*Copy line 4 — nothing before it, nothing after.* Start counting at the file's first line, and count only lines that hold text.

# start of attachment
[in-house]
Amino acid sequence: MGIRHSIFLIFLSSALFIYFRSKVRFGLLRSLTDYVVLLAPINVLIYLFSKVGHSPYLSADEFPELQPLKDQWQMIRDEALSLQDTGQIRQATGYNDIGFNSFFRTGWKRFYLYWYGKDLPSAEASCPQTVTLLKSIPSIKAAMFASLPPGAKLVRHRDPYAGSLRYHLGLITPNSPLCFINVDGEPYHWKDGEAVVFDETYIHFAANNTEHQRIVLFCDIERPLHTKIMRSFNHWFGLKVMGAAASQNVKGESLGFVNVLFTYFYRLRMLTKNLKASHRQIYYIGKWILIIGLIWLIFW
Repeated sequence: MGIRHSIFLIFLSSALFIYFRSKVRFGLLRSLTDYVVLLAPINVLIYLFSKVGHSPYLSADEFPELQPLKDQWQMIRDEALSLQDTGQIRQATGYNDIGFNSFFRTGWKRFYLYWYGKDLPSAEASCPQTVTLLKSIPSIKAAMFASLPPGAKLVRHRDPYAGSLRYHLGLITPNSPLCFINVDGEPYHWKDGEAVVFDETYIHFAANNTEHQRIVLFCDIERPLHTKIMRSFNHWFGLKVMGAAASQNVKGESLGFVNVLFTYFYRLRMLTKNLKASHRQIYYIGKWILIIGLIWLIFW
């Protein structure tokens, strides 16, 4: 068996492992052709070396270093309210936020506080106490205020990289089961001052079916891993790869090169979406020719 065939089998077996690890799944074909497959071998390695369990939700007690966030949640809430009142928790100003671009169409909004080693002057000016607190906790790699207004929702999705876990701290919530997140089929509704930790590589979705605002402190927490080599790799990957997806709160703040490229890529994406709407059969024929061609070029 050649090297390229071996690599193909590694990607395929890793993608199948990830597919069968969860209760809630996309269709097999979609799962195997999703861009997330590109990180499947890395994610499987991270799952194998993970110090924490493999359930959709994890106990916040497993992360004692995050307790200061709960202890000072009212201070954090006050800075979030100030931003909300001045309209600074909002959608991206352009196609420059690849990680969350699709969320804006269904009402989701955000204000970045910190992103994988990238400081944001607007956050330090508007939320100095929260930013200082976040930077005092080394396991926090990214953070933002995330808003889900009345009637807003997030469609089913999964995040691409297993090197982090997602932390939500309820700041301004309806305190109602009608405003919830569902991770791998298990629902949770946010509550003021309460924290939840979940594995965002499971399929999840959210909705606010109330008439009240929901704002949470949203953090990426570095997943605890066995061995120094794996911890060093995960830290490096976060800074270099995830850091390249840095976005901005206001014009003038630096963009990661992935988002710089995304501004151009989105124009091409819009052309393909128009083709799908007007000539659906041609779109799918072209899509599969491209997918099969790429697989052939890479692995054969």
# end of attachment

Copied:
């Protein structure tokens, strides 16, 4: 068996492992052709070396270093309210936020506080106490205020990289089961001052079916891993790869090169979406020719 065939089998077996690890799944074909497959071998390695369990939700007690966030949640809430009142928790100003671009169409909004080693002057000016607190906790790699207004929702999705876990701290919530997140089929509704930790590589979705605002402190927490080599790799990957997806709160703040490229890529994406709407059969024929061609070029 050649090297390229071996690599193909590694990607395929890793993608199948990830597919069968969860209760809630996309269709097999979609799962195997999703861009997330590109990180499947890395994610499987991270799952194998993970110090924490493999359930959709994890106990916040497993992360004692995050307790200061709960202890000072009212201070954090006050800075979030100030931003909300001045309209600074909002959608991206352009196609420059690849990680969350699709969320804006269904009402989701955000204000970045910190992103994988990238400081944001607007956050330090508007939320100095929260930013200082976040930077005092080394396991926090990214953070933002995330808003889900009345009637807003997030469609089913999964995040691409297993090197982090997602932390939500309820700041301004309806305190109602009608405003919830569902991770791998298990629902949770946010509550003021309460924290939840979940594995965002499971399929999840959210909705606010109330008439009240929901704002949470949203953090990426570095997943605890066995061995120094794996911890060093995960830290490096976060800074270099995830850091390249840095976005901005206001014009003038630096963009990661992935988002710089995304501004151009989105124009091409819009052309393909128009083709799908007007000539659906041609779109799918072209899509599969491209997918099969790429697989052939890479692995054969």